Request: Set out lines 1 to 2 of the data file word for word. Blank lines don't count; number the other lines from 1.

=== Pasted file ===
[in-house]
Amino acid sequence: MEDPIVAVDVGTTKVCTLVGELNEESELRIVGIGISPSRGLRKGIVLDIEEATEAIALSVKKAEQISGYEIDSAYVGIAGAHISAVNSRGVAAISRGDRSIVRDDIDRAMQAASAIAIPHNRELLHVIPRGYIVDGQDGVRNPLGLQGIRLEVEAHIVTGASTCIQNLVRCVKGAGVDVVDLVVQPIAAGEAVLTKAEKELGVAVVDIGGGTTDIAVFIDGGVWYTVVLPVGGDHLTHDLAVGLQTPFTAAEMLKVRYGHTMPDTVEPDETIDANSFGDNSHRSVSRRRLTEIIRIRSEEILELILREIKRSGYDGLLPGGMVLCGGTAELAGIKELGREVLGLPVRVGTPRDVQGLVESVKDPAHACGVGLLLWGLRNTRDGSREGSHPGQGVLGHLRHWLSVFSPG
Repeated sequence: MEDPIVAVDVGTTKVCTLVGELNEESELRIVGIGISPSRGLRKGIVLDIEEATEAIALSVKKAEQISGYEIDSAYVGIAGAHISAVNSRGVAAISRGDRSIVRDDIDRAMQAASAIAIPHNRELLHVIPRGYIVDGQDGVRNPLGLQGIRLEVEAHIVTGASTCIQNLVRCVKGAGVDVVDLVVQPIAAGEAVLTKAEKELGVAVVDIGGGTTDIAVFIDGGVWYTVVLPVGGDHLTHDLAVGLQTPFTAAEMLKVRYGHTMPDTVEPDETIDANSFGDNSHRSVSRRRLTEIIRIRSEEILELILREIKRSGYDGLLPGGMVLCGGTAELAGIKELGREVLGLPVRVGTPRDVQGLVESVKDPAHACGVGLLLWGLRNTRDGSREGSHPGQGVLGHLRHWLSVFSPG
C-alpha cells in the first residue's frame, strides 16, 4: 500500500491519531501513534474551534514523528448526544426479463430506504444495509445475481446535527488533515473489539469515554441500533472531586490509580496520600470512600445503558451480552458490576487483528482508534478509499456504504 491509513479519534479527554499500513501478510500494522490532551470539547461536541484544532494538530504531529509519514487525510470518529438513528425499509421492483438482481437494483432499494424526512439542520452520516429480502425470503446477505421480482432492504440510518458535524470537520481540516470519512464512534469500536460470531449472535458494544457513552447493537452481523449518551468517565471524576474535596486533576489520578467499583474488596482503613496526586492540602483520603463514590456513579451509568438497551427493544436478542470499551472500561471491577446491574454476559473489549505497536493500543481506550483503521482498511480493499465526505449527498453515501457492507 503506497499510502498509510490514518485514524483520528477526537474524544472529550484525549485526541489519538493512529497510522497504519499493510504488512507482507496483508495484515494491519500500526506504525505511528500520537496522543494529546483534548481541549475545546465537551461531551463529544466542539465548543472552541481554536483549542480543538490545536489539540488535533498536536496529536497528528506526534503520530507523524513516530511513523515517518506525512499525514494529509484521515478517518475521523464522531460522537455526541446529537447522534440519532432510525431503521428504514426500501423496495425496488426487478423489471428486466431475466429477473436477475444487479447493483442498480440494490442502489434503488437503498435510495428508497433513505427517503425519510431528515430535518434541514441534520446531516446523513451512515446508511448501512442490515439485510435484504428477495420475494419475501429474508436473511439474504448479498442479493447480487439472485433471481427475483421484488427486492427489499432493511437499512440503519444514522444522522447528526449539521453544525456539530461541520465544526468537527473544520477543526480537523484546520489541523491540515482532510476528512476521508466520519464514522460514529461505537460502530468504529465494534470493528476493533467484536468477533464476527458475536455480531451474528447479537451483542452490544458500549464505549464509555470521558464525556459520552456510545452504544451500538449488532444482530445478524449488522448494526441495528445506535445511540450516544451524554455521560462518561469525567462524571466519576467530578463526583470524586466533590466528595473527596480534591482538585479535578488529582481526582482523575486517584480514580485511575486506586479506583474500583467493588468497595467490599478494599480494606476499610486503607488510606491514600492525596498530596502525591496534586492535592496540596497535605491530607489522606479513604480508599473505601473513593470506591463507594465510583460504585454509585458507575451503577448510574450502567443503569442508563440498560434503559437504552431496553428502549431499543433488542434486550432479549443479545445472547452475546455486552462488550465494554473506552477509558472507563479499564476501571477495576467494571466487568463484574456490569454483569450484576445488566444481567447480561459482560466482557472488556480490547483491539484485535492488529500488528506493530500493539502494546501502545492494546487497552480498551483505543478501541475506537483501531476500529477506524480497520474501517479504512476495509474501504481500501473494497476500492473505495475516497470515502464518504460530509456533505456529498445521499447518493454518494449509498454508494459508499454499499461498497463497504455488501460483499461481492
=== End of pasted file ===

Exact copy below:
[in-house]
Amino acid sequence: MEDPIVAVDVGTTKVCTLVGELNEESELRIVGIGISPSRGLRKGIVLDIEEATEAIALSVKKAEQISGYEIDSAYVGIAGAHISAVNSRGVAAISRGDRSIVRDDIDRAMQAASAIAIPHNRELLHVIPRGYIVDGQDGVRNPLGLQGIRLEVEAHIVTGASTCIQNLVRCVKGAGVDVVDLVVQPIAAGEAVLTKAEKELGVAVVDIGGGTTDIAVFIDGGVWYTVVLPVGGDHLTHDLAVGLQTPFTAAEMLKVRYGHTMPDTVEPDETIDANSFGDNSHRSVSRRRLTEIIRIRSEEILELILREIKRSGYDGLLPGGMVLCGGTAELAGIKELGREVLGLPVRVGTPRDVQGLVESVKDPAHACGVGLLLWGLRNTRDGSREGSHPGQGVLGHLRHWLSVFSPG